Axillary surgery is performed during your breast cancer surgery, and is to remove any lymph nodes with cancer cells in them.
This helps to determine the stage of your cancer and plan the best treatment for you.It also provides the opportunity to remove any involved lymph nodes.
If you have an invasive (infiltrating) breast cancer then some form of lymph node surgery in the underarm (axilla) will be recommended. If you're having breast conserving surgery this is done through a separate incision in the armpit, and if you're having a mastectomy, it's done through the mastectomy incision.
Types of axillary surgery
Sentinel node biopsy
If there is no evidence at diagnosis that the cancer has spread to the lymph nodes then a Sentinel Node Biopsy will be performed.
The sentinel node(s) is the first lymph node(s) in the chain of nodes in the underarm which drain lymphatic fluid from the area of the tumour.
These can be identified before surgery by using a mapping process called lymphoscintigraphy. This involves injecting a small amount of radioactive tracer fluid into the breast, usually around the areola. The sentinel node(s) will be the first to take up this fluid. A scan is performed to provide an image which identifies the location of the correct node(s) for the surgeon to remove.
In the operating room the surgeon uses a hand-held gamma probe to locate the node(s) which will have a higher radiation count than background tissue. Some blue dye may also be injected which will make the first node(s) blue and visible to the naked eye.
When the sentinel node(s) has been removed the pathologist examines it under a microscope. If no cancer cells are seen then no further nodes need to be removed. If the sentinel node is positive then an axillary node dissection may be performed to remove more lymph nodes or radiation treatment of the axilla may be advised.
If, after the surgery, the pathology report identifies only isolated tumour cells in the sentinel node, further surgery is not recommended as the chance of further involvement is low. If micrometastases ( deposits measuring less than 2mm) are identified, further axillary dissection is no longer considered to be essential as enough prognostic information has been obtained and when appropriate adjuvant treatment is given the risk of recurrence in the axilla is low.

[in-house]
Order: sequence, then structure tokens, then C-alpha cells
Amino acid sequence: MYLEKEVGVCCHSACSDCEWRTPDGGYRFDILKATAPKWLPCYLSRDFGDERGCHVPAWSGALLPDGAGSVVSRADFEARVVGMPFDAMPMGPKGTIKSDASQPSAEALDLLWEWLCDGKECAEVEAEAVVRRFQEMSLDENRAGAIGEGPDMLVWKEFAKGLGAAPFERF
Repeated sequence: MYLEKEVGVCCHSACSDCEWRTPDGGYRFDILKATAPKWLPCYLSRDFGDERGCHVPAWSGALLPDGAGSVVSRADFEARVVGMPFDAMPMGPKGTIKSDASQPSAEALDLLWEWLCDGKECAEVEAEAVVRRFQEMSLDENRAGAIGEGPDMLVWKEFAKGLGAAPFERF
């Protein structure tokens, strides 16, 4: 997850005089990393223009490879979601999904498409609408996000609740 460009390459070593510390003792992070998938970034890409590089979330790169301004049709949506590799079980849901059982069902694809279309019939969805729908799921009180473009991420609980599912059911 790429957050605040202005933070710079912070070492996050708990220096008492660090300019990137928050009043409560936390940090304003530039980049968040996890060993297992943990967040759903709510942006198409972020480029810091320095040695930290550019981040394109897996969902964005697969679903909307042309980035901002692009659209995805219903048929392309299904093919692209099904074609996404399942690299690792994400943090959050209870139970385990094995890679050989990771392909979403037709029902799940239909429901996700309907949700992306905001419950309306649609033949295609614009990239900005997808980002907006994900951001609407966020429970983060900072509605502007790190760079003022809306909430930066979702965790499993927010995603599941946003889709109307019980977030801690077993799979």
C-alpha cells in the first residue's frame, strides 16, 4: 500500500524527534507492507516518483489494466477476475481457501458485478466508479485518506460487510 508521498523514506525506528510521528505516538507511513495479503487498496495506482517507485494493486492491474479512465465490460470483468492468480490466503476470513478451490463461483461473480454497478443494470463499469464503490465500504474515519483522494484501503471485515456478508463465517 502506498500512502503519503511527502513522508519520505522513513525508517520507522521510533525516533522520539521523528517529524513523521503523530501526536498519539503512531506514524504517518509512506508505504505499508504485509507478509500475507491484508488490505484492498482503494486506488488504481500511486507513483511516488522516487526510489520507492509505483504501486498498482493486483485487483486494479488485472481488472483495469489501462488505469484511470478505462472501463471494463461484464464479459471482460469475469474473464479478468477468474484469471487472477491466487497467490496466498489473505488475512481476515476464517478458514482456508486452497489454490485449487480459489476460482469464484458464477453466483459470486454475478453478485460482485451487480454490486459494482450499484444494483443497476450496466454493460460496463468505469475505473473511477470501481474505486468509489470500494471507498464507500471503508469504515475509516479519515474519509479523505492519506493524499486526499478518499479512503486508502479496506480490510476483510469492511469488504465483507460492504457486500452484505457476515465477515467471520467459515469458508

The risk of developing lymphoedema following sentinel node biopsy alone is very low.
Axillary node dissection
. When diagnostic tests before surgery have shown that there are cancer cells in a lymph node, an axillary node dissection is needed to remove the nodes in levels one and two.
There are three levels of axillary nodes in the axilla but level three nodes are not routinely removed, as this greatly increases the risk of lymphoedema and shoulder problems without improving cancer outcomes.
The removed nodes will be examined by the pathologist and the pathology report will indicate how many nodes were removed and how many contained cancer cells. The number of lymph nodes located in each level varies from person to person.
Axillary node dissection carries an approximately 10-20% risk of developing lymphoedema in the affected arm.
International clinical ltrials are currently investigating whether people with 1-2 positive sentinel nodes, who will undergo appropriate adjuvant treatment,require further axillary dissection. Until these results are known, the current best practice is to perform level 2 axillary dissection.
Axillary node dissection can result in stiffness in the arm and shoulder if the arm is not gently exercised during the recovery period. Before going home from hospital you will be given instructions about arm/shoulder exercises to preserve a normal range of movement.If you are experiencing difficulty with these then a referral to a physiotherapist will help you to regain your mobility.
Side-effects of axillary surgery
Surgery to the axillary region can result in seroma, cording, numbness, pain or lymphoedema.
See surgery side-effects for more information.